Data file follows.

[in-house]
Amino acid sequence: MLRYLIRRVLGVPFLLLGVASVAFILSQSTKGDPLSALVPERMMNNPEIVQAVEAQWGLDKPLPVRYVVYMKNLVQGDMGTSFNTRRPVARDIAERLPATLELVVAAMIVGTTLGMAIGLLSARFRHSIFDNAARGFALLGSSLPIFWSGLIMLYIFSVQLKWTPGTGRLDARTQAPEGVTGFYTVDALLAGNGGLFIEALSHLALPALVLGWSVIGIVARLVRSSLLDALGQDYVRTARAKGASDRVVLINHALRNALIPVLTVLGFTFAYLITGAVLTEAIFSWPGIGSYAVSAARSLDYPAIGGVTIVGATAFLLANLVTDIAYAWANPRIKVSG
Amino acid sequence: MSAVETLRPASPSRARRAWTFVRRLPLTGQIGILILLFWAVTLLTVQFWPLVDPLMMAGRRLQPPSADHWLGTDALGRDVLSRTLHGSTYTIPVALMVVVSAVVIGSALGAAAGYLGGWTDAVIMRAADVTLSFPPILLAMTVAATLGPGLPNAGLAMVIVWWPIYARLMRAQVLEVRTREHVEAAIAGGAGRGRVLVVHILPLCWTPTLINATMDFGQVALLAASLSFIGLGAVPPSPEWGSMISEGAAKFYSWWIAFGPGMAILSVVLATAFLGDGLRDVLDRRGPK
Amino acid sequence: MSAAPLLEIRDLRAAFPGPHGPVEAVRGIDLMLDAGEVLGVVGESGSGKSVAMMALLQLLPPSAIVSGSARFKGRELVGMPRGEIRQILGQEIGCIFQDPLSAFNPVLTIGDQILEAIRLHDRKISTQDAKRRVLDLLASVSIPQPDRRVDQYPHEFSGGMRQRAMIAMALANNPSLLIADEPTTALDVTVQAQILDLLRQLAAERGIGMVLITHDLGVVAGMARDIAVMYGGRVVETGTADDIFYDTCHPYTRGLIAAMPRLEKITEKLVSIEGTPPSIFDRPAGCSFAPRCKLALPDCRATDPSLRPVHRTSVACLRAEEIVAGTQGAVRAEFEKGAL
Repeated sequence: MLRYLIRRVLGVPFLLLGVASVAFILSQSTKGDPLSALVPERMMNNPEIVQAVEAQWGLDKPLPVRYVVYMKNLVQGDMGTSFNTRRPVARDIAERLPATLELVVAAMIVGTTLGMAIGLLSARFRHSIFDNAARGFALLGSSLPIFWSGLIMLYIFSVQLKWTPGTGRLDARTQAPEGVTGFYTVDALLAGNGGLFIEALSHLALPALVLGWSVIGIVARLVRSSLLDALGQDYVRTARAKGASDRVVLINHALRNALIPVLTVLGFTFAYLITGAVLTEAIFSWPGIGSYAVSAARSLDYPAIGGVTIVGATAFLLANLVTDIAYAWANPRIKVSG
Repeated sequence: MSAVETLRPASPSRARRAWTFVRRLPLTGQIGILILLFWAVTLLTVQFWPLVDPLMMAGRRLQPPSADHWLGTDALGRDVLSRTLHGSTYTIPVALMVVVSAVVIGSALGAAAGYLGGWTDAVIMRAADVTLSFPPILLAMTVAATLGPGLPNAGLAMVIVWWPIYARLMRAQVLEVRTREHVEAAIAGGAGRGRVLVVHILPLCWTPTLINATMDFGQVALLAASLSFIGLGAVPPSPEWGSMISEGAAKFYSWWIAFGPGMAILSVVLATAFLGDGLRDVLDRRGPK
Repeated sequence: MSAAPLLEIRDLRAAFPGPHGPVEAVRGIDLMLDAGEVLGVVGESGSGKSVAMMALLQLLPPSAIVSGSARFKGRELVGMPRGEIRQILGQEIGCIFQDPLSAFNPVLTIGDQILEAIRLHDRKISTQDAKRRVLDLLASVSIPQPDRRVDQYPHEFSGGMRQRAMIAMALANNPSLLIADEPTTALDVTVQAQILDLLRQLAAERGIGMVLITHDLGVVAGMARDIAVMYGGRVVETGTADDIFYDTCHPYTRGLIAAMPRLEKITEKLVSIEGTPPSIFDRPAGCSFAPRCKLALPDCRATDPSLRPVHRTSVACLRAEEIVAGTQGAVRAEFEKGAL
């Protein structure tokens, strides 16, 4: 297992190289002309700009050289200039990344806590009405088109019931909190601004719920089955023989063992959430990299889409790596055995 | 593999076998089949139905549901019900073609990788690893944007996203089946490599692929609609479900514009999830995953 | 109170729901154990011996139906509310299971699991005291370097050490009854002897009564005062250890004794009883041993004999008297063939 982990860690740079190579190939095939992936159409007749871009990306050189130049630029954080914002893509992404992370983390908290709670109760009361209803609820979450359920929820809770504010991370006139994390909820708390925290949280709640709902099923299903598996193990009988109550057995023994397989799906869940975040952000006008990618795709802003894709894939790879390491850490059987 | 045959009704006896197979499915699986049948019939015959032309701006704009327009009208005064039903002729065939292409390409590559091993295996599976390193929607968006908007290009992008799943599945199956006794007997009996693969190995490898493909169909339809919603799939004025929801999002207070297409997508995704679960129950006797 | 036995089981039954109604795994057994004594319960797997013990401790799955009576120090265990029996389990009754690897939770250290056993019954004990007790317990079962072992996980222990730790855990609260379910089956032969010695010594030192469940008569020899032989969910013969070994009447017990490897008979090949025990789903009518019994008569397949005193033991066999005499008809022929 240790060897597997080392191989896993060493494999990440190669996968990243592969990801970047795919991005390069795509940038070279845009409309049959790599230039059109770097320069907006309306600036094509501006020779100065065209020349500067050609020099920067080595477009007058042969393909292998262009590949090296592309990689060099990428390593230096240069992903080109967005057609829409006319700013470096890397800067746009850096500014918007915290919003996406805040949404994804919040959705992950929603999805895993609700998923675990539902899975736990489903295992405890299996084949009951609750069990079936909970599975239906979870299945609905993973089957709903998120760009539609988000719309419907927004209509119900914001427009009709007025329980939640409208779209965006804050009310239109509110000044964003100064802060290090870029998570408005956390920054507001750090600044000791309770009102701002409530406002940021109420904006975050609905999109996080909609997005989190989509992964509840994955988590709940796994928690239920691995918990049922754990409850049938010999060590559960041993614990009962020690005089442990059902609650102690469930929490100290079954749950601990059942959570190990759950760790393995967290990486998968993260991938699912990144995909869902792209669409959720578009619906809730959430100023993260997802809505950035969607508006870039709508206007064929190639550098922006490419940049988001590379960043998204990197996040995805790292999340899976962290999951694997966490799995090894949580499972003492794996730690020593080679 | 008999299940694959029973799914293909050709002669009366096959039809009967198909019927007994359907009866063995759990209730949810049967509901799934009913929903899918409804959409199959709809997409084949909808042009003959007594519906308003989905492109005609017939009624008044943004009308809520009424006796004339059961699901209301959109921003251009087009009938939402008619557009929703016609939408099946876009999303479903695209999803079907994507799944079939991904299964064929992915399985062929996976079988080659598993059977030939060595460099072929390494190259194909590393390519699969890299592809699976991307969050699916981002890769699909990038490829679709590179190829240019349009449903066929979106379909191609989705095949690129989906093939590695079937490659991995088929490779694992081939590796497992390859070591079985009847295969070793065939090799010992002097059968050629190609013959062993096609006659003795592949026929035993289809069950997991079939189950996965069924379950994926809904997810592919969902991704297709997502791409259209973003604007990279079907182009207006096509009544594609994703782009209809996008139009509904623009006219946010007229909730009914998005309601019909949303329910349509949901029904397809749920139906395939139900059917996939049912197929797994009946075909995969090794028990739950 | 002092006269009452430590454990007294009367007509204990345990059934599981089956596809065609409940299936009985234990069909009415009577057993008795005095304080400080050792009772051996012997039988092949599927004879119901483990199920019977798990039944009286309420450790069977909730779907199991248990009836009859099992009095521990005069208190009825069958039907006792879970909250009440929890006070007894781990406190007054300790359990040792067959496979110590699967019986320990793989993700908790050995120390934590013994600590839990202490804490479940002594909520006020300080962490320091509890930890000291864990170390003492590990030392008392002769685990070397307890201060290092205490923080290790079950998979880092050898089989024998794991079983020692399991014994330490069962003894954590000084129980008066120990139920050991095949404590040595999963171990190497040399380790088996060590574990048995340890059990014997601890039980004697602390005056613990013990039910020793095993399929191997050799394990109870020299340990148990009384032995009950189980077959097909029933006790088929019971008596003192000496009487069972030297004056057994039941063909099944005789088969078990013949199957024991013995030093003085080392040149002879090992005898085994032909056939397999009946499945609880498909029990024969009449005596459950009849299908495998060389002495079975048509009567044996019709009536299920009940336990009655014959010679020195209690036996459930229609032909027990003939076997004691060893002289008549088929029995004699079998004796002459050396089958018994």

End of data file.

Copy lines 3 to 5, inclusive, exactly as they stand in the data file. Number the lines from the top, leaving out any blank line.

Amino acid sequence: MSAVETLRPASPSRARRAWTFVRRLPLTGQIGILILLFWAVTLLTVQFWPLVDPLMMAGRRLQPPSADHWLGTDALGRDVLSRTLHGSTYTIPVALMVVVSAVVIGSALGAAAGYLGGWTDAVIMRAADVTLSFPPILLAMTVAATLGPGLPNAGLAMVIVWWPIYARLMRAQVLEVRTREHVEAAIAGGAGRGRVLVVHILPLCWTPTLINATMDFGQVALLAASLSFIGLGAVPPSPEWGSMISEGAAKFYSWWIAFGPGMAILSVVLATAFLGDGLRDVLDRRGPK
Amino acid sequence: MSAAPLLEIRDLRAAFPGPHGPVEAVRGIDLMLDAGEVLGVVGESGSGKSVAMMALLQLLPPSAIVSGSARFKGRELVGMPRGEIRQILGQEIGCIFQDPLSAFNPVLTIGDQILEAIRLHDRKISTQDAKRRVLDLLASVSIPQPDRRVDQYPHEFSGGMRQRAMIAMALANNPSLLIADEPTTALDVTVQAQILDLLRQLAAERGIGMVLITHDLGVVAGMARDIAVMYGGRVVETGTADDIFYDTCHPYTRGLIAAMPRLEKITEKLVSIEGTPPSIFDRPAGCSFAPRCKLALPDCRATDPSLRPVHRTSVACLRAEEIVAGTQGAVRAEFEKGAL
Repeated sequence: MLRYLIRRVLGVPFLLLGVASVAFILSQSTKGDPLSALVPERMMNNPEIVQAVEAQWGLDKPLPVRYVVYMKNLVQGDMGTSFNTRRPVARDIAERLPATLELVVAAMIVGTTLGMAIGLLSARFRHSIFDNAARGFALLGSSLPIFWSGLIMLYIFSVQLKWTPGTGRLDARTQAPEGVTGFYTVDALLAGNGGLFIEALSHLALPALVLGWSVIGIVARLVRSSLLDALGQDYVRTARAKGASDRVVLINHALRNALIPVLTVLGFTFAYLITGAVLTEAIFSWPGIGSYAVSAARSLDYPAIGGVTIVGATAFLLANLVTDIAYAWANPRIKVSG